Are you just starting to think about cruising on a sailboat or a trawler? Are you wondering what it’s really like and how you go about making it happen?
On one hand, there’s a lot of information out there about cruising on your own boat. On the other hand, it’s like trying to drink from a firehose. Where do you start when you don’t know anything? It’s easy to get lost in the details when you don’t know what the big picture looks like.
So let’s look a bit at the “big picture” of cruising. What is cruising really? Can someone like me actually go cruising?
Let’s start with a video of photos taken in my 11 years of cruising and living aboard a boat. First are some pictures of what the living space looks like on several different boats, then photos from our day-to-day life.
You probably notice that I’ve included both the fun, amazing times that are part of cruising and also the work and tough times. It’s easy just to focus on the good times and ignore the harder times when you’re first considering cruising. Don’t. While parts seem like a vacation, it’s not. It’s a way of life.
The good parts are really, really good. But they don’t come free. There’s a lot of work involved; I think the good times are even sweeter because of what it takes to experience them. I love it, you might also. But it’s not for everyone.
Before you start asking about how to buy a boat, learn to sail and navigate or move aboard, let’s explore a little more of what all is involved.
Cruising in General
There is no single definition of cruising. There’s no one type of cruising boat. That’s the beauty of cruising on your own boat: you can generally pick and choose the parts that you want and you may find that what you want your cruising to be changes over time.
That said, sometimes you can’t have everything you want: for example, it’s hard to cross an ocean and not be willing to repair anything that breaks. One option would be to cruise only near your home port and to employ a mechanic to keep your boat in tip-top shape. Another would be to learn to maintain and repair your boat so that you can go to progressively more remote places or cross oceans.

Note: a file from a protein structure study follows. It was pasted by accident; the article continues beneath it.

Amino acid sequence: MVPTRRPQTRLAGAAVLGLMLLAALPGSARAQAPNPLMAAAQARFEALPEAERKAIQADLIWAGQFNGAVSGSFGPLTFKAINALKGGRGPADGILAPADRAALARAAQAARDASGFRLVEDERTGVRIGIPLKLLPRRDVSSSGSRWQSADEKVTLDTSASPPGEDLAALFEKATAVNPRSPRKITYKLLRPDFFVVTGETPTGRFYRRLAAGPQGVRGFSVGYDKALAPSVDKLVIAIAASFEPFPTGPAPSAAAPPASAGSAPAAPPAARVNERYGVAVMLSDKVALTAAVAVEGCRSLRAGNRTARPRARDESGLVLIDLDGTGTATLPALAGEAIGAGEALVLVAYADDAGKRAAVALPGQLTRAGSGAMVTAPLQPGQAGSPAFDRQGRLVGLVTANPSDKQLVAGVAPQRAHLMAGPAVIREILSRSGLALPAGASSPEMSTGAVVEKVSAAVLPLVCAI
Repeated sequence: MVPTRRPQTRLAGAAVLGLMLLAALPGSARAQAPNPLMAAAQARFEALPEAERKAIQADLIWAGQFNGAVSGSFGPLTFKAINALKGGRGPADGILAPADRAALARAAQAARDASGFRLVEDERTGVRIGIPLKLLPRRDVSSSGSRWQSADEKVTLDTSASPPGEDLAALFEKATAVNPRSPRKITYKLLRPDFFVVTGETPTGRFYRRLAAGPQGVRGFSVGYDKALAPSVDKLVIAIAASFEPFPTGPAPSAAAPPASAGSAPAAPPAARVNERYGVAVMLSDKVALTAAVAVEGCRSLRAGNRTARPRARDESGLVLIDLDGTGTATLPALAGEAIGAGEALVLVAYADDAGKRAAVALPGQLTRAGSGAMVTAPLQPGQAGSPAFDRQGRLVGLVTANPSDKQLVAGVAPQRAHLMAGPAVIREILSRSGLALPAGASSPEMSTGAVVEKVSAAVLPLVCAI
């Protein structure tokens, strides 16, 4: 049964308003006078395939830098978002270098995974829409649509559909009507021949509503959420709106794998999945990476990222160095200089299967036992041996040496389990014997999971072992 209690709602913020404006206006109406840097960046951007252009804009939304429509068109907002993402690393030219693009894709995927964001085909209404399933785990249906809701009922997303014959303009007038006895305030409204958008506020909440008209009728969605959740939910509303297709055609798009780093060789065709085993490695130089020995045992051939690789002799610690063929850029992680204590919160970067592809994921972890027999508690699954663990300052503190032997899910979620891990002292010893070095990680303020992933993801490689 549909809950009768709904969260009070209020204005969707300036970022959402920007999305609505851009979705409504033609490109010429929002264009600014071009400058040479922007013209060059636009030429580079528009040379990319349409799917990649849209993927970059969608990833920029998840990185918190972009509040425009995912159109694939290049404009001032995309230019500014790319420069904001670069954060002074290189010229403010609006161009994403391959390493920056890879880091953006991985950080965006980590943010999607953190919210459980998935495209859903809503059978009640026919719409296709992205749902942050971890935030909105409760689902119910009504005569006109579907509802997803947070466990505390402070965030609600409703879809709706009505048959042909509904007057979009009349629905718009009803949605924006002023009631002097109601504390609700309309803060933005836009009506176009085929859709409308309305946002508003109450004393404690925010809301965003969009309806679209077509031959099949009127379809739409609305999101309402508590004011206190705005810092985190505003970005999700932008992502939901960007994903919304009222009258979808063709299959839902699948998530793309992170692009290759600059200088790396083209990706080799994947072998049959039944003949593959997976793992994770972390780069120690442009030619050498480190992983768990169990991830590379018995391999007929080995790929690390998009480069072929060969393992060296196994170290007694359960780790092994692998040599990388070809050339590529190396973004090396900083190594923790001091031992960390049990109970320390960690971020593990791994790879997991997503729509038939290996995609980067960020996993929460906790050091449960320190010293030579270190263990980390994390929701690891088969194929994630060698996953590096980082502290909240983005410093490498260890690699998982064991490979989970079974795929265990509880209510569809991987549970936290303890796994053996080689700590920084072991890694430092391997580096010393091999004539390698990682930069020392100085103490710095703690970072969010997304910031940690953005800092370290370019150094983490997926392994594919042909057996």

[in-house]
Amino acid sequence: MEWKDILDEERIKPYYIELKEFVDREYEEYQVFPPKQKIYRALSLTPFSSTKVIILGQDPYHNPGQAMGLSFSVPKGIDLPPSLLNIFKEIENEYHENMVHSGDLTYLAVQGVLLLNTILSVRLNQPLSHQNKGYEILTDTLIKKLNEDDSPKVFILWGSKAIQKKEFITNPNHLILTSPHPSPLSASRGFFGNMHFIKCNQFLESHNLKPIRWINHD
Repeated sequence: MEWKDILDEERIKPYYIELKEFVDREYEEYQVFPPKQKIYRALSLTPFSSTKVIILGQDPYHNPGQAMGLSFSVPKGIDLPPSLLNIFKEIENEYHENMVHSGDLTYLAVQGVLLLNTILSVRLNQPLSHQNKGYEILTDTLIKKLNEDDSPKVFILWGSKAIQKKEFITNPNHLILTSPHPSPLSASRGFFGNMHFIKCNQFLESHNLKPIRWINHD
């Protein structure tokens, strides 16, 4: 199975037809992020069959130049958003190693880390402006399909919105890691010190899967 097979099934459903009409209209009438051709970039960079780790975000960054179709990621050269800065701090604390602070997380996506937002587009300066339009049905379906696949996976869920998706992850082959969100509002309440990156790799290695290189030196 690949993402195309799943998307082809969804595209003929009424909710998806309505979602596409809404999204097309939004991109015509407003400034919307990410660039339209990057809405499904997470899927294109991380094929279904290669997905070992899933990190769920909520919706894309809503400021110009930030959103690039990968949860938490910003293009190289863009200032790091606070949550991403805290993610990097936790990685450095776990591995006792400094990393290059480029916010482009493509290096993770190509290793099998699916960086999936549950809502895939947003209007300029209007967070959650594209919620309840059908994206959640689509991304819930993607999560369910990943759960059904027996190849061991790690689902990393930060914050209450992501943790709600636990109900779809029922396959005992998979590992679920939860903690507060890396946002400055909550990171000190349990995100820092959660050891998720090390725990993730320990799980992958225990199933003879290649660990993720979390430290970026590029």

Most of us have a dream of cruising that includes clear blue water, white sand beaches, and tropical sunshine. But the reality at least part of the time may be lumpy seas, squalls, sunburn, biting insects and frustration getting needed parts. If you want to go cruising, you have to be willing to not just accept those days but smile your way through them.
Want to learn more? Take a look at these articles to dig deeper into whether the reality of cruising appeals to you:
Could I Cruise?
The short answer is that almost anyone can cruise — if you really want to. You can find ways to deal with almost anything that seems like it would be a problem, although the solution may involve changing your plans a bit — but I bet not as much as you think!
Most medical conditions can be accommodated; I’ve met a number of cruising sailors with heart conditions and cancer. I know of two amputees who cruise solo. In Mexico, we met a cruising couple who were both legally blind and another cruising family with two of seven children in wheelchairs. CPAP machines (for sleep apnea) can be run onboard. Lots of people cruise with kids and/or pets. If you want to do it, there are ways to make it happen! Wanting is the key; it’s not always easy, so your desire to make it happen has to be strong.
Could I Afford to Cruise?
The other big roadblock to cruising is how to finance it. It’s pretty hard to cruise if you don’t have at least a little saved up, but it’s totally possible to start with just a little in savings and then work as you go. If you fall into this camp, a great book to read is Get Real, Get Gone: How to Become a Modern Sea Gypsy and Sail Away Forever.
Cruisers tend to fall into two camps: those who are working as they cruise, either part-time pretty much all the time or full-time in spurts; and those who saved up and are now taking a sabbatical from work or are retired. And it’s not uncommon for some of those who had saved up for their cruise to end up back in the working group.
More on the costs of cruising and how to do it:
Think cruising is for you? Depending on your background in boating, I’d suggest a basic sailing course, an exploring cruising charter or a captained or bareboat charter for your next vacation. See if you like being on the water as much as you like the pictures of it!
Assuming you do, get out on the water every chance you get. You don’t have to go on boats that you think you might cruise on — any experience is good, even things like canoes, rowboats and pontoons. Crewing in sailboat races is a great way to build skills but be sure to get on with a captain who wants to teach. We did 6 charters, several weekends cruising with friends on their boats and two longer “delivery” trips with friends.
Keep reading. Watch informational YouTube videos. Walk the docks every time you’re near a marina. Talk to the boat owners. Take ASA or Power Squadron courses.
And then one day you’ll start looking at cruising boats for sale on Yachtworld . . .